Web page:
Behind the Kingfisher’s wartime achievements stands the story of the engineering accomplishments that made it all possible. In designing this aircraft, Vought engineers had to meet specified basic design requirements to produce an aircraft which would do a better observation-scouting job than had ever been done before. Among the goals sought were excellent vision (for tactical missions), limited size (for shipboard use), low landing speed (for rough water landings), excellent water handling (for serviceability), long endurance for special missions, and good all-around performance. That the job was well done is apparent from the Kingfisher’s versatile record – a record that earned it the title “Workhorse of the Fleet.”
Hundreds of these observation scout aircraft, the OS2U1’s, -2’s, and –3’s, were delivered to the Navy and established superlative records in convoy duty and rescue work.
Although intended almost solely for gunnery-spotting and routine observation tasks, the Kingfisher was adapted to many other tasks. In the South Pacific, three Kingfishers teamed up to depth charge and destroy one of Japan’s largest submarines. Kingfishers were used to maintain constant vigilance in anti-submarine patrol along most of the North American coast, carrying enough bombs to do their own sinking of enemy undersea craft.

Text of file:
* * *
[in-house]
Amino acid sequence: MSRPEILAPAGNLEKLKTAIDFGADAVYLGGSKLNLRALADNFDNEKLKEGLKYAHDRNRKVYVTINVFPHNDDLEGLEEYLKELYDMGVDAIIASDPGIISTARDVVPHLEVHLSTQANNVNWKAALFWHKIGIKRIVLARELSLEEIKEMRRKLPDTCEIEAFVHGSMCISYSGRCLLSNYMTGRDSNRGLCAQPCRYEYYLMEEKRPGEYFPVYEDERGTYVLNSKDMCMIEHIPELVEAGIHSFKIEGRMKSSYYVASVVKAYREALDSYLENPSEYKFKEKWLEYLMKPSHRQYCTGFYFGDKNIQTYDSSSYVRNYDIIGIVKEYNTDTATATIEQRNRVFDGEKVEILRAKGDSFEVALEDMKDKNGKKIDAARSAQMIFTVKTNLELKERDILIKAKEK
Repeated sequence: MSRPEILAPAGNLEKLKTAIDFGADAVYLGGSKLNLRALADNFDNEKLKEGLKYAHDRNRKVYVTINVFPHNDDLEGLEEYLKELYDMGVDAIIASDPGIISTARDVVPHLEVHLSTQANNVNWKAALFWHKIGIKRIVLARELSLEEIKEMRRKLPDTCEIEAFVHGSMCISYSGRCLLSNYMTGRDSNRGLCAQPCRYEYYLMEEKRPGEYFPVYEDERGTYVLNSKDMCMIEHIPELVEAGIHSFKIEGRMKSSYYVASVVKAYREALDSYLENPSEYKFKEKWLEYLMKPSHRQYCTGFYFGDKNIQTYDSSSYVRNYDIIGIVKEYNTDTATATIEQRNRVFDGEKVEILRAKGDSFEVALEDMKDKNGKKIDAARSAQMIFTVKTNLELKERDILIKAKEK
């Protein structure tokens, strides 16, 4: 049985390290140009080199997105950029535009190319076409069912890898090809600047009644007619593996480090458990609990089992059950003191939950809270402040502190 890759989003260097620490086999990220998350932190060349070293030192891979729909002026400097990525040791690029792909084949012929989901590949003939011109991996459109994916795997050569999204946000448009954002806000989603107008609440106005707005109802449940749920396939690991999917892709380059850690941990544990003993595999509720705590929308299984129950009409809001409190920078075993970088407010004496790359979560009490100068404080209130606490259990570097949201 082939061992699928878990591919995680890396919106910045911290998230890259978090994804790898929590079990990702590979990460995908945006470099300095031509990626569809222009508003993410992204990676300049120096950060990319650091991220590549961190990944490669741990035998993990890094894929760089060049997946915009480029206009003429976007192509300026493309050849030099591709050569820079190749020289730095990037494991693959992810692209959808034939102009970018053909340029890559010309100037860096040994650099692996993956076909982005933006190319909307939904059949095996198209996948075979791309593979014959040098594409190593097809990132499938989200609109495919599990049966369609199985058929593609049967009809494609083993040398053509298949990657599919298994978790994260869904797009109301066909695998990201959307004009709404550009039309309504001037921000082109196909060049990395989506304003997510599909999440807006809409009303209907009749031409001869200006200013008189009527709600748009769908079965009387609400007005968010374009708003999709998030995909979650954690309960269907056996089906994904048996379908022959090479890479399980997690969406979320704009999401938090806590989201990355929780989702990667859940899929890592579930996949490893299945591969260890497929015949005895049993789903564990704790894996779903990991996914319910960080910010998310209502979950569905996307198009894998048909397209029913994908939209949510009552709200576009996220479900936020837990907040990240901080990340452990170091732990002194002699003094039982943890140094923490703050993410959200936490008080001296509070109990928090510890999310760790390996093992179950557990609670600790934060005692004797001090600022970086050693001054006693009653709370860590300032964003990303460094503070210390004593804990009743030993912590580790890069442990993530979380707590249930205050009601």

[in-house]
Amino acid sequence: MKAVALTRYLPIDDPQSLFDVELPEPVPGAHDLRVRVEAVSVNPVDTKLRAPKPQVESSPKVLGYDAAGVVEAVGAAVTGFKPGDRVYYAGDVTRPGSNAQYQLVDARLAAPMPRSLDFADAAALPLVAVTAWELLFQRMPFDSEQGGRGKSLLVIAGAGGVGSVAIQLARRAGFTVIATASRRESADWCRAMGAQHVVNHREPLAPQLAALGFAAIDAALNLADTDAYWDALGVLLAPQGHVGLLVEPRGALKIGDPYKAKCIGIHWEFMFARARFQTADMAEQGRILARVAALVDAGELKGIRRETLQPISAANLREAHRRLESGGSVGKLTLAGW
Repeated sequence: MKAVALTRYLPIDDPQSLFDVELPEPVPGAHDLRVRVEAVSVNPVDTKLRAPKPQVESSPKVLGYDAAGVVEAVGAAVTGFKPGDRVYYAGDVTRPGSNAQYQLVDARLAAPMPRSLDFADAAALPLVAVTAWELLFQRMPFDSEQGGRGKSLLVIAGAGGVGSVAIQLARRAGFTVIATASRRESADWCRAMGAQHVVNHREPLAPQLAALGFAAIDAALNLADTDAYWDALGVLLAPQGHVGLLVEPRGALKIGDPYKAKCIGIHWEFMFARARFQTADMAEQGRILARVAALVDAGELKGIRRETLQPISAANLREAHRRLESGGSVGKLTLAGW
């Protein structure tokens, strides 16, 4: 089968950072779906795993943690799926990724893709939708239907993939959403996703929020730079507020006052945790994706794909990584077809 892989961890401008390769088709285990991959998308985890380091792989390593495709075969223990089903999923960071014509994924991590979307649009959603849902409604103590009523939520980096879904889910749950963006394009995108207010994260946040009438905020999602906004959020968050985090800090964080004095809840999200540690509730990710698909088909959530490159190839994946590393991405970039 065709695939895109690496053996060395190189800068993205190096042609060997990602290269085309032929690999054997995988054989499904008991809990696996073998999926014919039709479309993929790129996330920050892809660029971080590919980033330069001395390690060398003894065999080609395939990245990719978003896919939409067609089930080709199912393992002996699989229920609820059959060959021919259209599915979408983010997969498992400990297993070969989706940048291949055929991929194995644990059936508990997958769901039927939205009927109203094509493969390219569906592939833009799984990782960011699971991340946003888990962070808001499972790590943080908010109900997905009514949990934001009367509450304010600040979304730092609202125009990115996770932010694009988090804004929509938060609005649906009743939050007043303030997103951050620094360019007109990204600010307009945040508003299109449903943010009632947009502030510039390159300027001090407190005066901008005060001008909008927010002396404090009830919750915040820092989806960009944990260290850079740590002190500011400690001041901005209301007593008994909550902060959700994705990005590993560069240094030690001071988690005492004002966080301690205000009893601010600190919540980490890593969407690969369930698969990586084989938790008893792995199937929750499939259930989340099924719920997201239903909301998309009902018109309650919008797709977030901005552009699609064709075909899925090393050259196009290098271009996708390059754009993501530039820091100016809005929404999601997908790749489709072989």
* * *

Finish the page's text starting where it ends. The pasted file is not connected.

Convertible to either landplane or seaplane, the Kingfishers were called upon for a great variety of missions. In the initial assault against the Japanese based on Attu in the Aleutians, they were rigged as dive bombers with conspicuous success. In this action, they carried 335-pound bombs instead of the lighter bombs for which they were designed. They came through in characteristic Vought style.
The Kingfisher was designed specifically for catapult operation from battleships and cruisers. Previously, all aircraft used by the Navy for this type operation had been biplanes. The OS2U-1 was the first monoplane to be placed in catapult service. The ingenuity of Vought engineers, who had developed the special high-lift and control devices made this possible.
Based with the fleet, Kingfishers ranged far during World War II, seeing action in widely scattered war theaters. The British Fleet Air Arm received 100 OS2U-3’s with both float and wheel gear. Twenty-four OS2U-3’s were allocated to the Royal Netherlands Navy. The Naval Aircraft Factory built another 300 similar aircraft under the designation OS2N-1